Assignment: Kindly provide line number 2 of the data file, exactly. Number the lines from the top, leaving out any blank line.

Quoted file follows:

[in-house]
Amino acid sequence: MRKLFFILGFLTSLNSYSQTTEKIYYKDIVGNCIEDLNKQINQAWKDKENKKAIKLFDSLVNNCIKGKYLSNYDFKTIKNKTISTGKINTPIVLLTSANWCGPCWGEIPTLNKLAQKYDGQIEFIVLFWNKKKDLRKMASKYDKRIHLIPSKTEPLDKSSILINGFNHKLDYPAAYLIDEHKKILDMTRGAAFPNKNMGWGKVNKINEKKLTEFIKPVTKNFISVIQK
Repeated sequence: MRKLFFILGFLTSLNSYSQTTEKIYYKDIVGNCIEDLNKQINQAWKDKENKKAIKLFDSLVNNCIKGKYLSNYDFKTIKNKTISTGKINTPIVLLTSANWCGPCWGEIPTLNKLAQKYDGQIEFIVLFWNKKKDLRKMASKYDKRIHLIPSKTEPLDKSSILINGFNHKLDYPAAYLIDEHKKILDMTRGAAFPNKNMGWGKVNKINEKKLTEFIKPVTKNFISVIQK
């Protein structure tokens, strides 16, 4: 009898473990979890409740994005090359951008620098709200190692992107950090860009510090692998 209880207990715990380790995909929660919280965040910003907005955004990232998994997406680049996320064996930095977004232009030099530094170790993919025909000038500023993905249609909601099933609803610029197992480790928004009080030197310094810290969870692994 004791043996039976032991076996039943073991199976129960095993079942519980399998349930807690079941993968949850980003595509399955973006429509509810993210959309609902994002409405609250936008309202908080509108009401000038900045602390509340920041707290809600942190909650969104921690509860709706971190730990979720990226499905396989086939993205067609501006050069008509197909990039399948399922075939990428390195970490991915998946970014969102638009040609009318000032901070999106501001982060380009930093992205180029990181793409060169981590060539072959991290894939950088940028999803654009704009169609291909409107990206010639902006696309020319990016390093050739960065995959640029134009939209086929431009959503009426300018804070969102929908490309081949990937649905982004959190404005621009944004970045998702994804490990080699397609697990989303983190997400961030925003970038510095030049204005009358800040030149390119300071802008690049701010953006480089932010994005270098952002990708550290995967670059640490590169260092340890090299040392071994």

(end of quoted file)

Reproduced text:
Amino acid sequence: MRKLFFILGFLTSLNSYSQTTEKIYYKDIVGNCIEDLNKQINQAWKDKENKKAIKLFDSLVNNCIKGKYLSNYDFKTIKNKTISTGKINTPIVLLTSANWCGPCWGEIPTLNKLAQKYDGQIEFIVLFWNKKKDLRKMASKYDKRIHLIPSKTEPLDKSSILINGFNHKLDYPAAYLIDEHKKILDMTRGAAFPNKNMGWGKVNKINEKKLTEFIKPVTKNFISVIQK